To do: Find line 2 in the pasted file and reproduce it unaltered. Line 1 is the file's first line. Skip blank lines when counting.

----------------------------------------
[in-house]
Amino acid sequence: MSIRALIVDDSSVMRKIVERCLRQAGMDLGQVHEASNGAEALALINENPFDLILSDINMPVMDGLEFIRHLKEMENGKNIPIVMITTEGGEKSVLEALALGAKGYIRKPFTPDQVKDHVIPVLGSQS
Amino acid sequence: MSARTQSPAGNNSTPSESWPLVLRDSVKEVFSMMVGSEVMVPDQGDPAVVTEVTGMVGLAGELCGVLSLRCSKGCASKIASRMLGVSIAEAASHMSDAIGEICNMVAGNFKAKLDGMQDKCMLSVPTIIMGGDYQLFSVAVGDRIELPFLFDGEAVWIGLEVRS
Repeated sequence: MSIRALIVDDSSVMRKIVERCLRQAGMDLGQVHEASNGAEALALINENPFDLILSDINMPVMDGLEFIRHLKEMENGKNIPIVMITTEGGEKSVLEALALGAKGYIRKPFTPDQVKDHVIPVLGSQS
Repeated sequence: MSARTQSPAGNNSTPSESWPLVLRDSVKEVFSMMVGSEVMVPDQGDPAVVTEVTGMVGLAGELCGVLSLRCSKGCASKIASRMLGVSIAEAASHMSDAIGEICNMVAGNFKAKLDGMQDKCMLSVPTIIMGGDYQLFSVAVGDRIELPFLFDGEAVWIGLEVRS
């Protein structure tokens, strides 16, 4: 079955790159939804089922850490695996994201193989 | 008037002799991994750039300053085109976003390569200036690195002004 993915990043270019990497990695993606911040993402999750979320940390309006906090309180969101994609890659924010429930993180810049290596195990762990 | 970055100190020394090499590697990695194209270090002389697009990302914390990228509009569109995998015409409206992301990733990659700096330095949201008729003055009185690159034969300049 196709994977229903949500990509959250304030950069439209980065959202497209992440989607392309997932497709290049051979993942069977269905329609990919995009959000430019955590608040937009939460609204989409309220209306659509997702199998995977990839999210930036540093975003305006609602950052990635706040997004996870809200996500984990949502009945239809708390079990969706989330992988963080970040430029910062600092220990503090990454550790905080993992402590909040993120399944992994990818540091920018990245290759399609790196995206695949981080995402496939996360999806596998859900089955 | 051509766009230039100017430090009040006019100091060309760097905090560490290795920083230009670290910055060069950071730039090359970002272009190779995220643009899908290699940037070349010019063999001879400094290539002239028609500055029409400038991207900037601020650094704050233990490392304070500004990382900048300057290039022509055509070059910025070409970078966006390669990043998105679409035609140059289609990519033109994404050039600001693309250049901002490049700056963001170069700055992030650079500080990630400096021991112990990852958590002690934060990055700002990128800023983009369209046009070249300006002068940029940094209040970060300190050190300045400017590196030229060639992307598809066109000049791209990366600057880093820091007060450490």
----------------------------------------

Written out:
Amino acid sequence: MSIRALIVDDSSVMRKIVERCLRQAGMDLGQVHEASNGAEALALINENPFDLILSDINMPVMDGLEFIRHLKEMENGKNIPIVMITTEGGEKSVLEALALGAKGYIRKPFTPDQVKDHVIPVLGSQS